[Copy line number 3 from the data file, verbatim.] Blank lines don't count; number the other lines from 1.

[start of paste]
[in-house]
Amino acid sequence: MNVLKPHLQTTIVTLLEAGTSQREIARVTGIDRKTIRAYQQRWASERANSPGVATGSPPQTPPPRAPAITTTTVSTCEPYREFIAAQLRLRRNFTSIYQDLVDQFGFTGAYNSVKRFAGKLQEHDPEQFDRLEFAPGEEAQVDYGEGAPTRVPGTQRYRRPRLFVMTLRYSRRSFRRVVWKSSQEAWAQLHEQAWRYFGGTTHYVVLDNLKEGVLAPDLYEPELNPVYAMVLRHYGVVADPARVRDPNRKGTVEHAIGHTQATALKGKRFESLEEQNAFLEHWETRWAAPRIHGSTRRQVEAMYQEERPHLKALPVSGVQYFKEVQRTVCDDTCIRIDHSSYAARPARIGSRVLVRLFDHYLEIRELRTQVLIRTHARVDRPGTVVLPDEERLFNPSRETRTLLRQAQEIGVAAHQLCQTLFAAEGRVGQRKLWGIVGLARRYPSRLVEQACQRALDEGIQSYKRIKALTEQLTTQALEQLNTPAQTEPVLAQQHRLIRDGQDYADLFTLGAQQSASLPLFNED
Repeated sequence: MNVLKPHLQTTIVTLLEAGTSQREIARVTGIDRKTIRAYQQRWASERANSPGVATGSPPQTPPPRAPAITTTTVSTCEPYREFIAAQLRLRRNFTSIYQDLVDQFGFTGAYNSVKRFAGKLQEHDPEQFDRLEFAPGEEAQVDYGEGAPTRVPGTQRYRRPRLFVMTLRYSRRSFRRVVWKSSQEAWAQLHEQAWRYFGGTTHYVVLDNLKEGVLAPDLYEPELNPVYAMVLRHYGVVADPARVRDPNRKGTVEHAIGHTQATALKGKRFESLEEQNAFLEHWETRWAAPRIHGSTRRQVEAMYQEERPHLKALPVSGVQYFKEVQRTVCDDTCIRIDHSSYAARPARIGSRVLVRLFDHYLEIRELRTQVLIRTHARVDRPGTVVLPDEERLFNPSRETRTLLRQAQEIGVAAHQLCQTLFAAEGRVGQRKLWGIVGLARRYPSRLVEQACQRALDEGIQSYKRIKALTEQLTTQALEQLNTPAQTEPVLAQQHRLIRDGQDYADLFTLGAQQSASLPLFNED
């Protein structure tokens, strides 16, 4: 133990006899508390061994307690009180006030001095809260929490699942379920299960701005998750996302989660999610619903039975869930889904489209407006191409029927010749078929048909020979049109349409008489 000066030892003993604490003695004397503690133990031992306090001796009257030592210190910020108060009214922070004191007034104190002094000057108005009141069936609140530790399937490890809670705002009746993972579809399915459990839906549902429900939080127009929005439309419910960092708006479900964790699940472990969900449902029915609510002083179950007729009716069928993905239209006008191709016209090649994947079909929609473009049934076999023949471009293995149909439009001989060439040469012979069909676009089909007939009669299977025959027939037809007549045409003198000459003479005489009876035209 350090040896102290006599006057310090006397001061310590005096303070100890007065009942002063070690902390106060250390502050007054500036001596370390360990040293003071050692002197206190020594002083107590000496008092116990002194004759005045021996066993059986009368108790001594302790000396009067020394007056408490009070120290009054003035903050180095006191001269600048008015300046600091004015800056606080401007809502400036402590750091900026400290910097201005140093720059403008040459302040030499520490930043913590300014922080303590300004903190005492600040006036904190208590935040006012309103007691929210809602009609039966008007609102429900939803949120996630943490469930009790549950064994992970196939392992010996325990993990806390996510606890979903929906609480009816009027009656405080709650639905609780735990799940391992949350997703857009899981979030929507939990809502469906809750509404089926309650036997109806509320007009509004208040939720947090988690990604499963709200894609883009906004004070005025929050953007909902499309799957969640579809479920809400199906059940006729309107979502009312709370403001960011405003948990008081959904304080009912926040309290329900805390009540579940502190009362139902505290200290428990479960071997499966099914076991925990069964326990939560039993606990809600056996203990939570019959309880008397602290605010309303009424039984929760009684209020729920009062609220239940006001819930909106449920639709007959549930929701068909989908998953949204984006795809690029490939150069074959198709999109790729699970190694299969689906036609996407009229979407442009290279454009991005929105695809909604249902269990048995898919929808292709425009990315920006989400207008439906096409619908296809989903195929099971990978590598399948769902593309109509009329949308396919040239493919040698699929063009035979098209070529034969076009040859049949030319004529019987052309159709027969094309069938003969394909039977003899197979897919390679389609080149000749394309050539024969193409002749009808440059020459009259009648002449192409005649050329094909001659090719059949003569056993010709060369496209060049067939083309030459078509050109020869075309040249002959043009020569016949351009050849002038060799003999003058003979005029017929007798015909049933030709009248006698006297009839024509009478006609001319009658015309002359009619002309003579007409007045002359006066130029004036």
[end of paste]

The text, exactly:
Repeated sequence: MNVLKPHLQTTIVTLLEAGTSQREIARVTGIDRKTIRAYQQRWASERANSPGVATGSPPQTPPPRAPAITTTTVSTCEPYREFIAAQLRLRRNFTSIYQDLVDQFGFTGAYNSVKRFAGKLQEHDPEQFDRLEFAPGEEAQVDYGEGAPTRVPGTQRYRRPRLFVMTLRYSRRSFRRVVWKSSQEAWAQLHEQAWRYFGGTTHYVVLDNLKEGVLAPDLYEPELNPVYAMVLRHYGVVADPARVRDPNRKGTVEHAIGHTQATALKGKRFESLEEQNAFLEHWETRWAAPRIHGSTRRQVEAMYQEERPHLKALPVSGVQYFKEVQRTVCDDTCIRIDHSSYAARPARIGSRVLVRLFDHYLEIRELRTQVLIRTHARVDRPGTVVLPDEERLFNPSRETRTLLRQAQEIGVAAHQLCQTLFAAEGRVGQRKLWGIVGLARRYPSRLVEQACQRALDEGIQSYKRIKALTEQLTTQALEQLNTPAQTEPVLAQQHRLIRDGQDYADLFTLGAQQSASLPLFNED